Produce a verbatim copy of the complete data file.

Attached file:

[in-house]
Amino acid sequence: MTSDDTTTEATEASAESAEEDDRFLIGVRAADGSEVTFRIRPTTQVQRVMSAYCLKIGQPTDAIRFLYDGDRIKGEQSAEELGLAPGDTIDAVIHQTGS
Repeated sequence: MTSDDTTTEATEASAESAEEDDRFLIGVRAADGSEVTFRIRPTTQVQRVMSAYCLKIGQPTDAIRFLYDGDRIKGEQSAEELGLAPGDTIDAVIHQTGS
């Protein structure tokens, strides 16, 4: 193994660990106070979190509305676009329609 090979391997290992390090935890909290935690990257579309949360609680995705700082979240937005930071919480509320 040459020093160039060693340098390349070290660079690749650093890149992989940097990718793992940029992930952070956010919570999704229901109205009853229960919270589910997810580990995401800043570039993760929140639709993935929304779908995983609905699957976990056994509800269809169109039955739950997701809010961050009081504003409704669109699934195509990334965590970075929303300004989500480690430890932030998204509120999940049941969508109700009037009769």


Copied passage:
[in-house]
Amino acid sequence: MTSDDTTTEATEASAESAEEDDRFLIGVRAADGSEVTFRIRPTTQVQRVMSAYCLKIGQPTDAIRFLYDGDRIKGEQSAEELGLAPGDTIDAVIHQTGS
Repeated sequence: MTSDDTTTEATEASAESAEEDDRFLIGVRAADGSEVTFRIRPTTQVQRVMSAYCLKIGQPTDAIRFLYDGDRIKGEQSAEELGLAPGDTIDAVIHQTGS
């Protein structure tokens, strides 16, 4: 193994660990106070979190509305676009329609 090979391997290992390090935890909290935690990257579309949360609680995705700082979240937005930071919480509320 040459020093160039060693340098390349070290660079690749650093890149992989940097990718793992940029992930952070956010919570999704229901109205009853229960919270589910997810580990995401800043570039993760929140639709993935929304779908995983609905699957976990056994509800269809169109039955739950997701809010961050009081504003409704669109699934195509990334965590970075929303300004989500480690430890932030998204509120999940049941969508109700009037009769």